Boston [Mass.], Dec 7, 1861
Dear Sir I wish to call your attention to the enclosed copy of a recent letter from a reliable source, in relation to the use to which Massachusetts soldiers are being put, (as is alleged) by Brigadier General Stone.1 I cannot for a moment beleive that the War Department will countenance such proceedings, and I invoke your interpostion not only now, but for the future, for the issue of such orders as will secure the soldiers of this Commonwealth from being participators in such dirty and despotic work. Massachusetts does not send her citizens forth to become the hunters of men or to engage in the seizure and return to captivity of persons claimed to be fugitive slaves, without any recognition of even the forms of law & I trust you will save our soldiers and our State from such dishonor, by the exercise of your official authority in such manner as will insure the protection of our men from such outrages in future and humanity itself from such infractions under color of military law and duty. I remain with great respect Your Obedient Servant.
John A. Andrew
Poolesville Md Nov 28, 1861
. . . .
On Saturday last an order came down from General Stone giving a description of two Fugitive Slaves and directing their return (in case they should enter our camp,) to their owners “whoever they might be”. This order it appears was handed by Lieut Col Palfrey, to the Officer of the day, Mr Macy of Co I. On Sunday morning several negroes came into Camp as usual for the purpose of selling cakes, pies &c to the Soldiers.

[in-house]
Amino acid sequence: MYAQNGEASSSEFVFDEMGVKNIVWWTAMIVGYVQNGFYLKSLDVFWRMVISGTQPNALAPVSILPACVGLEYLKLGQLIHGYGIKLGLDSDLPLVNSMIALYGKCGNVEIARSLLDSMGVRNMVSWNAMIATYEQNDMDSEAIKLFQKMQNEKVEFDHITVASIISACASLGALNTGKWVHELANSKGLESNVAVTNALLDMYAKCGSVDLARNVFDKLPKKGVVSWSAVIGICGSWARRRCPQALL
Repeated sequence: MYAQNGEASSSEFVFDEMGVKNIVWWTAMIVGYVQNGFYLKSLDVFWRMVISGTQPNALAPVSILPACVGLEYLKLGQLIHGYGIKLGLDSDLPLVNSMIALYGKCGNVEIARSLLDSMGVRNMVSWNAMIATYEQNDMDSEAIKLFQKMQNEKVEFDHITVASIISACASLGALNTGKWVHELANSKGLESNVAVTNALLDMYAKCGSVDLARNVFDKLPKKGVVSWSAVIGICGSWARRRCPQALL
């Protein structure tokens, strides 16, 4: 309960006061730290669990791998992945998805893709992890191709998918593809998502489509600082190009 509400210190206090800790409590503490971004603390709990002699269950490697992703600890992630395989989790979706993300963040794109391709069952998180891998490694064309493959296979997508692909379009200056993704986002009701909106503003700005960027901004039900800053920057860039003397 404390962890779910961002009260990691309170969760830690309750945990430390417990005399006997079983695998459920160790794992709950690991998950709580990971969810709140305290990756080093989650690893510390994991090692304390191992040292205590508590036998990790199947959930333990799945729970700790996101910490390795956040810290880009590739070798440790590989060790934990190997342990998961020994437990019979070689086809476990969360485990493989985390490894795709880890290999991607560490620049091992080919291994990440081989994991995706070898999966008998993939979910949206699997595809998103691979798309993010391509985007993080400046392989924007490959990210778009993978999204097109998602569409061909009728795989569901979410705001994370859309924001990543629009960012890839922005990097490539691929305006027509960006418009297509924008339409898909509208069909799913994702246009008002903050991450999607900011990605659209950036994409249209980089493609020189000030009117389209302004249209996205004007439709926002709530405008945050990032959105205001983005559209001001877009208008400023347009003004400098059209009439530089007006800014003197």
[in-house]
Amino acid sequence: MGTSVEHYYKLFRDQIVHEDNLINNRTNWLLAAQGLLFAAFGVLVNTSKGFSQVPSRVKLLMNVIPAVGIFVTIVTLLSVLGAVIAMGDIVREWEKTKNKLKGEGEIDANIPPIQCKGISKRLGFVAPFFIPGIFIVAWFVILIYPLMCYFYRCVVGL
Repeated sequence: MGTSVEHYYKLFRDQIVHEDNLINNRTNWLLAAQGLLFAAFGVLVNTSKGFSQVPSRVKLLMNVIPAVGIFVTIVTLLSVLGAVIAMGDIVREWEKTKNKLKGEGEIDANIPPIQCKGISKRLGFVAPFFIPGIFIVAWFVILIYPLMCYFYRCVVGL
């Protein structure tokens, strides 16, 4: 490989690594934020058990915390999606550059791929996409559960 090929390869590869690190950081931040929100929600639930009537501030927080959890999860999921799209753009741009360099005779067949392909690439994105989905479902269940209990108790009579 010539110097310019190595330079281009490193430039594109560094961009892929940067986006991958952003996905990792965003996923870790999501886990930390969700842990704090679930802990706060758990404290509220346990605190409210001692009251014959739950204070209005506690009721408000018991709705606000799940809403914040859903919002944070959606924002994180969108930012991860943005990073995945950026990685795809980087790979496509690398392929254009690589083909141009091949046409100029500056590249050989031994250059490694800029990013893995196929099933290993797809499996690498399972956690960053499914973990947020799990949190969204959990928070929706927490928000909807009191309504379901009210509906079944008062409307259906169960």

Although having eatables for sale, some of these negroes were themselves almost famished and were treated to a breakfast by the men of one of our German Companies. About the time of guard mounting the vigilant eyes of Lieut Macy espied the negroes as they were disposing of their wares through the Company streets, and, leaving the new guard to be mounted as it might, he beckoned two of the negroes to the Guard house when he ordered them into arrest and then immediately detailed a file of Soldiers under a sergeant with loaded muskets to escort them to their supposed owners and deliver them up.
The procedure was therefore unknown to all save the officers who were parties to it and the parties who composed the escort had no knowledge that their prisoners were suspected fugitives.
John A. Andrew to Hon. Simon Cameron, 7 Dec. 1861, enclosing unsigned excerpt, 28 Nov. 1861, filed as M-1250 1861, Letters Received, series 12, Record Group 94, National Archives. Ellipses in manuscript. In the same file is a copy of a letter in which the Secretary of War suggested to General Nathaniel P. Banks, who commanded a division in the Army of the Potomac and was Stone's superior, that he issue “such directions . . . to the officers of your Division, as may prevent similar complaints for the future, of injustice and oppression to negroes visiting the camps in the exercise of lawful occupations.” (Simon Cameron to Major General Nathaniel P. Banks, 12 Dec. 1861.)
1. General Charles P. Stone, commander of the Corps of Observation at Poolesville, Maryland.
Published in The Destruction of Slavery, pp. 353–54, and in Free at Last, p. 19–21.